The PingOne Authentication API provides services to configure and run authentication workflows. An authentication workflow can be configured to include local authentication actions (login), multi-factor authentication actions, and other external actions. The Authentication API includes the flow orchestration and action services needed to configure an authentication workflow.

In the authorization and authentication API sample requests shown in this document, the {{authPath}} variable in the sample requests represents the regional domain for the PingOne authorization and authentication server. This variable stands for for the North America region, for the Canada region, for the European Union region, and for the Asia-Pacific region.

The PingOne Authentication API includes the following entities.

Authorization server

The PingOne authorization server (as) service configures the authorization grants that are used to authenticate users and provide access to resources. This service includes the following entities:

For more information, see OpenID Connect/OAuth 2 and Application authorization and authentication.


The PingOne flow orchestration service configures the steps required to authenticate the application or user that initiated the authentication request. The service is responsible for initiating the authentication session and making calls to specific actions required by the authentication workflow.

For more information, see Flows and PingOne flow states.

SAML 2.0

The SAML service provides support for the SAML protocol to authorize clients and allow clients to obtain a requestor’s authentication state. The SAML service implements functions to initiate SAML 2.0 single sign-on and single logout authentication flows.

For more information, see SAML 2.0.

OAuth 2 and OpenID Connect

OpenID Connect is an authentication protocol that PingOne connected applications can use to authenticate users and get user data through claims. PingOne can also act as an OAuth 2 authorization server to authorize clients to access protected resources using access tokens. For example, PingOne uses OAuth 2 to protect access to PingOne management APIs.

The OAuth 2 framework defines several methods by which a client can obtain authorization to access protected resources using an access token. The access token represents authorization granted to the client for a set of scopes. Scopes are string identifiers understood by both the authorization server and the resource server to represent the specific boundaries of access. The client can use the access token as a credential for accessing data on a resource server.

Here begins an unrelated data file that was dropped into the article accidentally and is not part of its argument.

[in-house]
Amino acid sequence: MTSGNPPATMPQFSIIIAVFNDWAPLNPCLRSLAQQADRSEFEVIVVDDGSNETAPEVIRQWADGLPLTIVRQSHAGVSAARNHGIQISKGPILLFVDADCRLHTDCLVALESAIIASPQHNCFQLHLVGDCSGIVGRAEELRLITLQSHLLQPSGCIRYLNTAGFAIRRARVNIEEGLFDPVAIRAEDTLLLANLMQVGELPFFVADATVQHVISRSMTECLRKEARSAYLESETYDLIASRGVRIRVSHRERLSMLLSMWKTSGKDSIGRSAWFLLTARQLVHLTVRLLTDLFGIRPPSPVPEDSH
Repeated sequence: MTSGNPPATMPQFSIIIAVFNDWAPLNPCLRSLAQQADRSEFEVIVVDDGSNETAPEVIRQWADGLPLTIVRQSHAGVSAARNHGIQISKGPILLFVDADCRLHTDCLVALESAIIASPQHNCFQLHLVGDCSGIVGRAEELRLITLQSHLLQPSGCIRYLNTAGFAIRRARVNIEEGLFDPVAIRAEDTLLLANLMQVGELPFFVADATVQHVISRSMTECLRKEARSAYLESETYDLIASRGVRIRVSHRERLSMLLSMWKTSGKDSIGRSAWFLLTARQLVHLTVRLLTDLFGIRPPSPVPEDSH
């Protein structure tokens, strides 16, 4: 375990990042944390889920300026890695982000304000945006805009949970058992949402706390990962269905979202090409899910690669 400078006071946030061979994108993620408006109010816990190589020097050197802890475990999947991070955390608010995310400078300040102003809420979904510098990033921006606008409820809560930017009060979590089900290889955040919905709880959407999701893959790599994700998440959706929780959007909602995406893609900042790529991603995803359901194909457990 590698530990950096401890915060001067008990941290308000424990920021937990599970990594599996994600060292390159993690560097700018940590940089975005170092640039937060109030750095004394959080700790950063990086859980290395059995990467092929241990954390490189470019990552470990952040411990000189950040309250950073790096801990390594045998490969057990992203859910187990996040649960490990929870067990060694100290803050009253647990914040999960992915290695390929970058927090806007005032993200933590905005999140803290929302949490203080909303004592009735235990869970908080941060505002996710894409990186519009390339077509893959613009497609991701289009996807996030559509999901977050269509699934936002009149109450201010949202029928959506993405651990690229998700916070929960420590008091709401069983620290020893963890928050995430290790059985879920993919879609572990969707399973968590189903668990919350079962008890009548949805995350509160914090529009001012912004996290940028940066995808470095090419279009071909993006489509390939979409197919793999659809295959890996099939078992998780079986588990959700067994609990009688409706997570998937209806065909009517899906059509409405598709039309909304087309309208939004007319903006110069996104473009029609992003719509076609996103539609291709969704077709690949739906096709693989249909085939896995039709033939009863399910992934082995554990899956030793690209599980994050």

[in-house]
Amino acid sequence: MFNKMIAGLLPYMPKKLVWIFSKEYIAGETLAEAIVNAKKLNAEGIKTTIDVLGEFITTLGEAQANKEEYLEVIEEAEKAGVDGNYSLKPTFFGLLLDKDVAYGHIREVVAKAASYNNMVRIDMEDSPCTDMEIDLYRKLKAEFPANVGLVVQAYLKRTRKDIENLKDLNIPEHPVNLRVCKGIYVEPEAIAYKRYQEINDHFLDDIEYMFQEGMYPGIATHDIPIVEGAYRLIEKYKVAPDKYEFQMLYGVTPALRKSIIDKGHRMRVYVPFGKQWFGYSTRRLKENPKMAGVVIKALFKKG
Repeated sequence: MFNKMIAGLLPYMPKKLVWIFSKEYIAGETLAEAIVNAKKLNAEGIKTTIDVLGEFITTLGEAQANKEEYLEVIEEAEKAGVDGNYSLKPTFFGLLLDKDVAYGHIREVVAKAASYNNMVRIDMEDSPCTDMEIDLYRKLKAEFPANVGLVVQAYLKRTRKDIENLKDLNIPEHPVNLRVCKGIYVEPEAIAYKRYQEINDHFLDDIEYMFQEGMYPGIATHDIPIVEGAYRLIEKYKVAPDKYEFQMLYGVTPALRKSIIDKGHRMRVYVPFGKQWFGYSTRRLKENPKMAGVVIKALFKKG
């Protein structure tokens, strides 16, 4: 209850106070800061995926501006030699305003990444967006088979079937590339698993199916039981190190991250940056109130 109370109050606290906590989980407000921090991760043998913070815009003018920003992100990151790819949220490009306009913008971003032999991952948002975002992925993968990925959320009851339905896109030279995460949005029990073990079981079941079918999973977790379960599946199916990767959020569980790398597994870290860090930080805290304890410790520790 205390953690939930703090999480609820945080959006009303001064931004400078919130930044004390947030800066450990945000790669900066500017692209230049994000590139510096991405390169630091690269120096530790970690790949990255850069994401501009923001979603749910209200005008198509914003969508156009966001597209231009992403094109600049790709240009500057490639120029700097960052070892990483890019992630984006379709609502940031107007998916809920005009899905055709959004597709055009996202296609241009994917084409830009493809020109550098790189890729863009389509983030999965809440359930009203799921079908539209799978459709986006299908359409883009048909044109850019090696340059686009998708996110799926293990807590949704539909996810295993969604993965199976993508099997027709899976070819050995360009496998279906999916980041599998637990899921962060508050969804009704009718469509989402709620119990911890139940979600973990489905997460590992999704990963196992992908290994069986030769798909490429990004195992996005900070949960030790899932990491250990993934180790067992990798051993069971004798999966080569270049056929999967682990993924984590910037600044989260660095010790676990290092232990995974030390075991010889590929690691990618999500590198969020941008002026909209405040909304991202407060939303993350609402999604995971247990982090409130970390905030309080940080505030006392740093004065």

For more information about access tokens, see Access tokens.

SAML 2.0 protocol

The PingOne Authentication API also supports the SAML protocol to authorize clients for data access and allow clients to obtain a requestor’s authentication state. SAML 2.0 uses security tokens, which contain assertions about the requestor, to pass authentication and authorization information about the requestor between the identity provider and the resource provider.

Application connections configured in PingOne that use the SAML protocol must define the following SAML settings in the application connection request:

SAML authentication requests

A SAML authentication request uses the following authentication flow:

  1. The client (browser) initiates a login action to access a protected resource.
  2. The identity provider issues an <AuthnRequest> message to be delivered by the user agent to the SAML service endpoint using either HTTP Redirect or HTTP POST.
  3. The SAML service validates the request and creates an authentication flow with the flow orchestration service.
  4. The SAML service indicates user interaction is required to perform the authentication flow.
  5. The browser is redirected to the PingOne hosted authentication UI or the per application configured URL of a custom UI, passing in the environmentId and flowSessionId query parameters. The authentication UI uses flow orchestration and action services endpoints to complete the authentication flow. The authentication API checks on every call to ensure that the session token cookie contains the current token for the session associated with the flow. On successful completion of the flow, a new session token is generated for the session and set in the cookie.
  6. The browser is redirected to the resume endpoint of the SAML service.
  7. The SAML service retrieves and deletes the authentication flow from the flow orchestration service.
  8. The SAML service generates the appropriate tokens and issues a <Response> message delivered by the user agent to the identity provider using HTTP POST.

The following is a sample SAML assertion generated for an authentication <AuthnRequest> request:


The following is a sample SAML assertion response:

      <!-- a POSTed assertion MUST be signed -->

For more information about the SAML service, and for details about the single logout flow, see SAML 2.0.